News & Updates

Community Keg House Set to Open in Northeast on 1/15

Community Keg House

Here is a Q & A session I conducted with Nate Field from Community Keg House which is set to open on Friday, January 15th. This “beer room” is located in the Grain Belt Brewing Keg House and it provides a different experience than the other taprooms in town.

When was the idea for Community Keg House born?

I came up with the idea around 6 years ago. This was before the taproom boom. I wanted to create a space where beer enthusiasts could get closer to the experience of enjoying and understanding beer. I liked the experience I’d had at some wine bars and I modeled much of it on that form/vibe.

How did you secure that location?

My real estate broker found the space for us. We knew we wanted a location in NE where I live. When we found the space in the Grain Belt Keg House it felt right. We liked the idea that we would be celebrating the history of Minnesota beer while showcasing the next generation of what we are brewing.

How does the system work?

A patron walks up to our bar. Rather than order a specific beer they order a glass (either 16 or 10 oz size).

They enter a self-contained room we refer to as the “pour room.” Within the pour room is a 17-foot long table with 16 taps on it. Each tap is a different Minnesota brewery. Located and monitoring the tap table are “taptenders.” The taptender is there to help you. You can talk with them about beer, get a sample or directions on how to pour the perfect pint.

When you decide which beer you would like to drink, you POUR YOUR OWN PINT!

Now, beer in hand, you exit the pour room. You return to one of our seating areas. When you want another beer you return to the bar and get a new glass. The cashiers at the bar (bar control) can cut you off if you’re drunk). And the system repeats.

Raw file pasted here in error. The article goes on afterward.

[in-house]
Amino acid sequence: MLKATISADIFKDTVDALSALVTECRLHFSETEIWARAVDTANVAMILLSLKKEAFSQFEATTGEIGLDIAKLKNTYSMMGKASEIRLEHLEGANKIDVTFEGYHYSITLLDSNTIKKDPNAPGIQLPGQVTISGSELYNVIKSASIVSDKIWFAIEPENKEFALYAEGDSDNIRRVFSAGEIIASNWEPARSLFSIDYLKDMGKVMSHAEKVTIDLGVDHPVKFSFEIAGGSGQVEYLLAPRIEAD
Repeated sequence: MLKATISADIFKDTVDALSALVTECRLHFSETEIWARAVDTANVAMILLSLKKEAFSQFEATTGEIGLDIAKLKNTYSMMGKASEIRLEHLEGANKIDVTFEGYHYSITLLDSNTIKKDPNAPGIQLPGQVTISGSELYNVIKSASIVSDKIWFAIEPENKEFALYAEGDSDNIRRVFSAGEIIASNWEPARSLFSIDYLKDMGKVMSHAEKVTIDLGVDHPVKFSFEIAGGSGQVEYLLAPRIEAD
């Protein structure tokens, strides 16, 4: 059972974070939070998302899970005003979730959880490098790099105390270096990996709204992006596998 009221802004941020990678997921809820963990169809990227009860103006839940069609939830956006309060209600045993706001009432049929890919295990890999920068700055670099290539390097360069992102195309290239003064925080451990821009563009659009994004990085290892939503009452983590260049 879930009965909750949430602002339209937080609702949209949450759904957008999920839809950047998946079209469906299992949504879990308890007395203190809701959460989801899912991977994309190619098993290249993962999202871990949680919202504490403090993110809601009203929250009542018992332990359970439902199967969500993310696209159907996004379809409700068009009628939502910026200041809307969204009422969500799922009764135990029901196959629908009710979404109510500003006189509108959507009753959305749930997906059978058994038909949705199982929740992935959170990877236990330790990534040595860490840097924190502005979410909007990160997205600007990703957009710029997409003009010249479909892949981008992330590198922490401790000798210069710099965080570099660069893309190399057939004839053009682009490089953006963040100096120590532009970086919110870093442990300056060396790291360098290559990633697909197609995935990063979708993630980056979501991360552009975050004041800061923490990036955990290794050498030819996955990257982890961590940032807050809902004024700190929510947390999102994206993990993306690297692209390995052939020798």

How will you make sure that people are pouring their beers correctly in regards to proper sanitation?
Well, each time you go back to the table you have to get a new glass. We will have some signage on proper pouring and the taptenders are there to advise.

Will you have options for people who don’t like beer?

Yes. We have two ciders on tap at all times. Also, there are NA drinks in the kitchen.


Which local beers will be available?


Boom Island Witness
Insight Sunken City
Harriet Dark Abbey
Schell’s Snowstorm 2015


Northgate Stronghold
Summit Winter Ale
Bauhaus Tallander
Indeed Stir Crazy


Surly Furious
Fair State Pomp Le Moose
56 Brewing Polonaise APA
Able Seedhouse & Brewery First Light


Grain Belt Nordeast
Bent Brewstillery Maroon & Bold
Four Daughters Loon Juice
Sociable Cider Werks Freewheeler

Community Keg House
34 13th Ave NE
Minneapolis, MN 55413

Monday 4 pm to 12 am
Tues-Wed Closed
Thursday 4 pm to 12 am
Friday 4 pm to 12 am
Saturday 1 pm to 12am
Sunday 1pm to 10 pm



  1. Ben says:

    With people pouring their own you’re likely to have far more foam going down the drain than with a properly trained bartender. I wonder if the larger losses will impact pricing.